Iran's Nuclear Negotiator Says Tehran Ready for Nuke Talks

Iran's top nuclear negotiator said his country is ready to hold talks with world powers to ease fears over its nuclear activities and has prepared a revised package of proposals for Western countries, state TV reported Tuesday.

Despite the suggestion of possible international cooperation, parliament sent a defiant message to the world by supporting President Mahmoud Ahmadinejad's nominee for defense minister, who is under an international arrest warrant for the 1994 bombing of a Jewish center in Argentina that killed 85 people.

Nuclear negotiator Saeed Jalili told reporters of the country's new proposals a day before a meeting in Germany of the six countries trying to address concerns about Iran's nuclear program — the U.S., France, Britain, Russia, China and Germany.

"Iran has prepared to present its revised package of proposals ... and is ready to hold talks with world powers ... in order to ease common concerns in the international arena," the TV quoted Jalili as telling reporters.

The U.S. has given Iran a deadline of the end of September to take up an offer of nuclear talks with six world powers and enjoy trade incentives should it suspend uranium enrichment activities. If not, Iran could face harsher sanctions.

Tehran in the past said its new proposals deal with political and economic issues as well as security and international affairs but did not say how it would address Western concerns that its nuclear program is a cover to build atomic weapons.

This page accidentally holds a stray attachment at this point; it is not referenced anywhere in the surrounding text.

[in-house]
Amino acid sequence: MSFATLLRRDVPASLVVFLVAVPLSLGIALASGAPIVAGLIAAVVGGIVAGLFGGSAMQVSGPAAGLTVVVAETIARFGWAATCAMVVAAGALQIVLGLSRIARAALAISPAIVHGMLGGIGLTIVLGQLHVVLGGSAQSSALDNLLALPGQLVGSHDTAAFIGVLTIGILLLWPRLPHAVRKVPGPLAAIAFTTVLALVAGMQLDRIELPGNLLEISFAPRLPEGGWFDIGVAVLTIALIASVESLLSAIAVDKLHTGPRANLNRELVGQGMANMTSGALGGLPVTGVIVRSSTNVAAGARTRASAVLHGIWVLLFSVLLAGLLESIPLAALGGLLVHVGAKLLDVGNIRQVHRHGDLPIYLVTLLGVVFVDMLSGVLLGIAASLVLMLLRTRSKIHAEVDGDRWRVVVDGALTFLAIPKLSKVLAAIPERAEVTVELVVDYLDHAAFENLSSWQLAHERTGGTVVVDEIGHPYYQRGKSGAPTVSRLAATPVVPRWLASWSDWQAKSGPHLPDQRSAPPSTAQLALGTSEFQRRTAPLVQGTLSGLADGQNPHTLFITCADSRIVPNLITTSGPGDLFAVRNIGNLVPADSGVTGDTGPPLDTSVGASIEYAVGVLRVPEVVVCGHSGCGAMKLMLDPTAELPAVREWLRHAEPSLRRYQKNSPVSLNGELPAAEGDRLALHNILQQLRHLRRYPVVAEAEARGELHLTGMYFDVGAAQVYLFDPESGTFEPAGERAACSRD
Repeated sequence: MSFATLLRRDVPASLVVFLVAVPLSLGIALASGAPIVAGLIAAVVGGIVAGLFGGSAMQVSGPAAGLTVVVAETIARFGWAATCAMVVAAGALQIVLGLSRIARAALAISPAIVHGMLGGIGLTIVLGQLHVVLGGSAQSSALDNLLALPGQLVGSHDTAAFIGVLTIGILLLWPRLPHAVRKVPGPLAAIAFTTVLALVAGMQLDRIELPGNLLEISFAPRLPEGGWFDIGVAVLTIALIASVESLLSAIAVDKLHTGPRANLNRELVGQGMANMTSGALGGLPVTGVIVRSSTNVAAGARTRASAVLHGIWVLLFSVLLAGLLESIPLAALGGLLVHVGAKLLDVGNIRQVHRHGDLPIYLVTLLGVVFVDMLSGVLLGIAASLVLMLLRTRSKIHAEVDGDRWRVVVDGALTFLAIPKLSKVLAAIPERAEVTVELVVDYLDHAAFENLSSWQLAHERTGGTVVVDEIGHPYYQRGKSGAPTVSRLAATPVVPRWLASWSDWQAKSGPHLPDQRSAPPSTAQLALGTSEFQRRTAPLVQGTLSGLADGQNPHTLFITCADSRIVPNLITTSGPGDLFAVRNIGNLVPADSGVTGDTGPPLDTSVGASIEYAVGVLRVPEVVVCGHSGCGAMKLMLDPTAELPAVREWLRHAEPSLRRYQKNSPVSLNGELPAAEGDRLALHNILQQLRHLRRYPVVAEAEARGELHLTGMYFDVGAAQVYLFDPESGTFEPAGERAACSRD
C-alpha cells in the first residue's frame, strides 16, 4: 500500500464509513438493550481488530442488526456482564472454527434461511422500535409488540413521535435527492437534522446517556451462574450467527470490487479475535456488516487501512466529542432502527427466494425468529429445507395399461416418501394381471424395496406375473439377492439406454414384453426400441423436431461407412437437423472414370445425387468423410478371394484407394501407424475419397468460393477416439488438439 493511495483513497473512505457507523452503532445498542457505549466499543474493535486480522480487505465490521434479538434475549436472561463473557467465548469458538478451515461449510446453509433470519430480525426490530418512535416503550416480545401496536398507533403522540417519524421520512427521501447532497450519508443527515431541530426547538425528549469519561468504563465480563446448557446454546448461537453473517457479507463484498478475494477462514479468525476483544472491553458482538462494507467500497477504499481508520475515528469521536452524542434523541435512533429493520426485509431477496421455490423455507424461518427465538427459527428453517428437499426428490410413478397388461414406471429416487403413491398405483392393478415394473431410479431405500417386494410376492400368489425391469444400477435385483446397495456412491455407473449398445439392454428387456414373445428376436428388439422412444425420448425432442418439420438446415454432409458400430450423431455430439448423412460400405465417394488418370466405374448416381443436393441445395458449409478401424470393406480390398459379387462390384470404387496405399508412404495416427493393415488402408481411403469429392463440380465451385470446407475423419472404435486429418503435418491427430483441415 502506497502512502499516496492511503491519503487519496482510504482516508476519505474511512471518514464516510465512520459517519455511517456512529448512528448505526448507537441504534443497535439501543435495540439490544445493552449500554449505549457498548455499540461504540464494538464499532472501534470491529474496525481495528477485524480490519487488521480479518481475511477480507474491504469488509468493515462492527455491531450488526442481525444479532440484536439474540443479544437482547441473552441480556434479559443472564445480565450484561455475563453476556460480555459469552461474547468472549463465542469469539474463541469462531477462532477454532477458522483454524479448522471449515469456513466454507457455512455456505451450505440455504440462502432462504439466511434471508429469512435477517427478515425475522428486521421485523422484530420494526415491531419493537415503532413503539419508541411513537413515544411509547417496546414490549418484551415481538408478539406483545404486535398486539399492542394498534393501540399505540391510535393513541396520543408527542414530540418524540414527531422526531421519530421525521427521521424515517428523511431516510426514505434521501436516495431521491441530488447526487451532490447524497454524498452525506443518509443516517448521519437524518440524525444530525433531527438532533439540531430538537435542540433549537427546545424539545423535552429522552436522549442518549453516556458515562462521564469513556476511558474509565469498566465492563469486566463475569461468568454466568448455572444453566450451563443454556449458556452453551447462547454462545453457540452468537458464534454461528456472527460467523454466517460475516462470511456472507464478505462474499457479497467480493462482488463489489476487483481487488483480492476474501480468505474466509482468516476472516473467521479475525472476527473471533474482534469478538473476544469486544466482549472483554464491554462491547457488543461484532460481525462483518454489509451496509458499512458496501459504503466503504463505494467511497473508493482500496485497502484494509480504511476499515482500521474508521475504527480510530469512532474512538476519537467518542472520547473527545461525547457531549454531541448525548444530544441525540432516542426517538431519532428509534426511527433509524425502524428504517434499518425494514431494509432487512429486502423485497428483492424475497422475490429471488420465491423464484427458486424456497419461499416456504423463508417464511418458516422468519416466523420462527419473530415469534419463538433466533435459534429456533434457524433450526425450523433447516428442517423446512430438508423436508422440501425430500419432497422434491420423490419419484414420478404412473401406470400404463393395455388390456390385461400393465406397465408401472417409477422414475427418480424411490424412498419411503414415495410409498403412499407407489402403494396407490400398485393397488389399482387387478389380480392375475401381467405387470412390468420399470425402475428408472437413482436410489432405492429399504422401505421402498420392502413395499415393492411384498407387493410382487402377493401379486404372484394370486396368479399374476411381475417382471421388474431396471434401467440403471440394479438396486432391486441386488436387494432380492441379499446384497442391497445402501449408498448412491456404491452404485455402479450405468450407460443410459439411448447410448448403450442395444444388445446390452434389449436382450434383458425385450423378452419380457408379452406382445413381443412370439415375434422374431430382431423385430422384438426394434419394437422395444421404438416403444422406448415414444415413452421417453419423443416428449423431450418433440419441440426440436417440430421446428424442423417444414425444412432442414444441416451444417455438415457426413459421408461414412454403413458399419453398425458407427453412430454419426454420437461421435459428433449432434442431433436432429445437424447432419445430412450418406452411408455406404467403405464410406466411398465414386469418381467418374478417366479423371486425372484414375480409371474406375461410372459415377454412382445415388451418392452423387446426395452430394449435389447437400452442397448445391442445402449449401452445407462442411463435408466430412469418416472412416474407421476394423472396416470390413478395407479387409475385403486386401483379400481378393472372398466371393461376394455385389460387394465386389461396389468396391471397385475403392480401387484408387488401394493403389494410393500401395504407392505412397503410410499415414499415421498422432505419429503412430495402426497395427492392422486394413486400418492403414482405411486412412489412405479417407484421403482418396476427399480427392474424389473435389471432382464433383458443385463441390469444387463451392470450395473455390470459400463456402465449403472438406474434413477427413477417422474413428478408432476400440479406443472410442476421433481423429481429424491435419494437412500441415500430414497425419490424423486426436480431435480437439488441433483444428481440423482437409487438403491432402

The U.S. and its European allies want to draw Iran back into negotiations over its nuclear program. At the G-8 summit in Italy in July, President Barack Obama said there was a September "time frame" for Iran to respond to offers to discuss its nuclear program.

The five permanent members of the U.N. Security Council plus Germany offered Iran a modified package of economic incentives June last year in return for suspending its uranium enrichment activities or face harsher sanctions.

Iran has repeatedly vowed it will never suspend enrichment work but said the incentives package has some "common ground" with Tehran's own proposals for a resolution to the standoff.

The U.S. accuses Iran of using its civilian nuclear program as a cover to develop nuclear weapons and wants it to stop enriching uranium, a process used to produce fuel for reactors that can also be a pathway to weapons production. Iran has denied the accusations, saying its nuclear is peaceful and is aimed at generating electricity, not bomb.

Ahmadinejad, whose disputed June 12 re-election prompted deadly street protests, referred in April to a package to be presented to the West.

Also Tuesday, the conservative-dominated parliament showed its support for Ahmadinejad's nominee for defense minister, Gen. Ahmad Vahidi. He is wanted by Argentina in the bombing of a Jewish cultural center in Buenos Aires.

His nomination has already drawn an outcry from Argentina and Jewish groups. But Iranian lawmakers hailed him as a hero with cries of "Death to Israel" as he addressed the chamber Tuesday. The support raises the likelihood Vahidi will be confirmed as defense chief when parliament votes on the entire Cabinet list on Wednesday.

Vahidi is one of five prominent Iranians sought by Argentina in the bombing, which killed 85 people. He was the commander of a special unit of Iran's Revolutionary Guard known as the Quds Force at the time of the attack.